Yet another asynchronous helper library for JavaScript. 419 bytes minified and gzipped!
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Queue.js is yet another asynchronous helper library for JavaScript. Think of it as a minimalist version of Async.js that allows fine-tuning over parallelism. Or, think of it as a version of TameJs that does not use code generation.

For example, if you wanted to stat two files in parallel:

    .defer(fs.stat, __dirname + "/../Makefile")
    .defer(fs.stat, __dirname + "/../package.json")
    .await(function(error, file1, file2) { console.log(file1, file2); });

Or, if you wanted to run a bazillion asynchronous tasks (here represented as an array of closures) serially:

var q = queue(1);
tasks.forEach(function(t) { q.defer(t); });
q.awaitAll(function(error, results) { console.log("all done!"); });

Queue.js can be run inside Node.js or in a browser.


In a browser, you can use the official hosted copy on

<script src=""></script>

In Node, use NPM to install:

npm install queue-async

Note that the package name is queue-async; the name “queue” was already taken.

API Reference


Constructs a new queue with the specified parallelism. If parallelism is not specified, the queue has infinite parallelism. Otherwise, parallelism is a positive integer. For example, if parallelism is 1, then all tasks will be run in series. If parallelism is 3, then at most three tasks will be allowed to proceed concurrently; this is useful, for example, when loading resources in a web browser.

queue.defer(task[, arguments…])

Adds the specified asynchronous task function to the queue, with any optional arguments. The task will be called with the optional arguments and an additional callback argument; the callback should be invoked when the task has finished. Tasks can only be deferred before the await callback is set. If a task is deferred after the await callback is set, the behavior of the queue is undefined.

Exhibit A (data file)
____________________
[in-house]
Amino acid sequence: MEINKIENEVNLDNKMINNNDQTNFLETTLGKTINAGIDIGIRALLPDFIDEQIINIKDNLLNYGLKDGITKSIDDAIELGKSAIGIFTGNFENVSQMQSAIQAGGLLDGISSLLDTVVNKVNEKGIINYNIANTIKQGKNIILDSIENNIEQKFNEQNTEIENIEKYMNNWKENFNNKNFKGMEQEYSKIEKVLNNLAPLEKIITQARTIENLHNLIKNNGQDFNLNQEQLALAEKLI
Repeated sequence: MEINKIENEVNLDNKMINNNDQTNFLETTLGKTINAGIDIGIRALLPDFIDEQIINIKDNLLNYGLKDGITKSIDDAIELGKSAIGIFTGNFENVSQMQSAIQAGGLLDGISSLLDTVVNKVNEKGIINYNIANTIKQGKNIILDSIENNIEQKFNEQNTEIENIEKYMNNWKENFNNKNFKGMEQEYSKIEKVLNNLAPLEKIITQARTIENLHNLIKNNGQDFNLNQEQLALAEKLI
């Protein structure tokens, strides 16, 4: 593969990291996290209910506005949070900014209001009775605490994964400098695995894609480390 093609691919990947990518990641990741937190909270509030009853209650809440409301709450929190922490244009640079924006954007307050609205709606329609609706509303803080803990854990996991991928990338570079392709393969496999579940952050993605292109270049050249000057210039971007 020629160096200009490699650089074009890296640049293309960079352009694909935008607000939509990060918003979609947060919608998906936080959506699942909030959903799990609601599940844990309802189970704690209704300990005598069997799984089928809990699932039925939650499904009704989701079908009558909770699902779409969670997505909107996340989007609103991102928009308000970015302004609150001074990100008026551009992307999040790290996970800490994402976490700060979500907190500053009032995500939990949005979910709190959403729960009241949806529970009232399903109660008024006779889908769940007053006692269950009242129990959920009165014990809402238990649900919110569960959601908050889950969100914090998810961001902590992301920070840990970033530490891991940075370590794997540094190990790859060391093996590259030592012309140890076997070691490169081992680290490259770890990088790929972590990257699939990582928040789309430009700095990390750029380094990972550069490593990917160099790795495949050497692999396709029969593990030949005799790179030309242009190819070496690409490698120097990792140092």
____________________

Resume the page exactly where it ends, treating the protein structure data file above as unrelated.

Sets the callback to be invoked when all deferred tasks have finished. The first argument to the callback is the first error that occurred, or null if no error occurred. If await is used, each result is passed as an additional separate argument; if awaitAll is used, the entire array of results is passed as the second argument to the callback. If all callbacks have already been completed by the time the await or awaitAll callback is set, the callback will be invoked immediately. This method should only be called once, after any tasks have been deferred. If the await callback is set multiple times, or set before a task is deferred, the behavior of the queue is undefined.


The callbacks follow the Node.js convention where the first argument is an optional error object and the second argument is the result of the task. Queue.js does not support asynchronous functions that return multiple results; however, you can homogenize such functions by wrapping them and converting multiple results into a single object or array.